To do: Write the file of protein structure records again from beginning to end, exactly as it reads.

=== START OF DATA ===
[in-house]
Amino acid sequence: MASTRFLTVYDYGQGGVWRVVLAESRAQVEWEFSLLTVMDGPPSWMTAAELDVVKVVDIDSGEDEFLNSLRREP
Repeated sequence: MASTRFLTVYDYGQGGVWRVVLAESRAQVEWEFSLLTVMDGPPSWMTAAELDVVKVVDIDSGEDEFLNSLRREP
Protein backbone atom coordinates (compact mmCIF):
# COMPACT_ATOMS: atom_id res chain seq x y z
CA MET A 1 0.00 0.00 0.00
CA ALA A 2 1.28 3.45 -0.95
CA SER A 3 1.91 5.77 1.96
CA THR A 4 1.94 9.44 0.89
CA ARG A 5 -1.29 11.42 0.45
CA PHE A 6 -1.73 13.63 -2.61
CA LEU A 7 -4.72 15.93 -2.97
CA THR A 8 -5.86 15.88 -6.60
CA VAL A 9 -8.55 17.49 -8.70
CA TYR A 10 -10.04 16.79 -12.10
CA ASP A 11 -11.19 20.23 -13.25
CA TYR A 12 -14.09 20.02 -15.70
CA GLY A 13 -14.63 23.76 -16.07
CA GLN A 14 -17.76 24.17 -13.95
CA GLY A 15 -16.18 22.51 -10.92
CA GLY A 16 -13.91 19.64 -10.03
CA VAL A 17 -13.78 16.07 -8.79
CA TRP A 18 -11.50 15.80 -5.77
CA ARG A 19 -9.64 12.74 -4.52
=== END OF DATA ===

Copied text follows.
[in-house]
Amino acid sequence: MASTRFLTVYDYGQGGVWRVVLAESRAQVEWEFSLLTVMDGPPSWMTAAELDVVKVVDIDSGEDEFLNSLRREP
Repeated sequence: MASTRFLTVYDYGQGGVWRVVLAESRAQVEWEFSLLTVMDGPPSWMTAAELDVVKVVDIDSGEDEFLNSLRREP
Protein backbone atom coordinates (compact mmCIF):
# COMPACT_ATOMS: atom_id res chain seq x y z
CA MET A 1 0.00 0.00 0.00
CA ALA A 2 1.28 3.45 -0.95
CA SER A 3 1.91 5.77 1.96
CA THR A 4 1.94 9.44 0.89
CA ARG A 5 -1.29 11.42 0.45
CA PHE A 6 -1.73 13.63 -2.61
CA LEU A 7 -4.72 15.93 -2.97
CA THR A 8 -5.86 15.88 -6.60
CA VAL A 9 -8.55 17.49 -8.70
CA TYR A 10 -10.04 16.79 -12.10
CA ASP A 11 -11.19 20.23 -13.25
CA TYR A 12 -14.09 20.02 -15.70
CA GLY A 13 -14.63 23.76 -16.07
CA GLN A 14 -17.76 24.17 -13.95
CA GLY A 15 -16.18 22.51 -10.92
CA GLY A 16 -13.91 19.64 -10.03
CA VAL A 17 -13.78 16.07 -8.79
CA TRP A 18 -11.50 15.80 -5.77
CA ARG A 19 -9.64 12.74 -4.52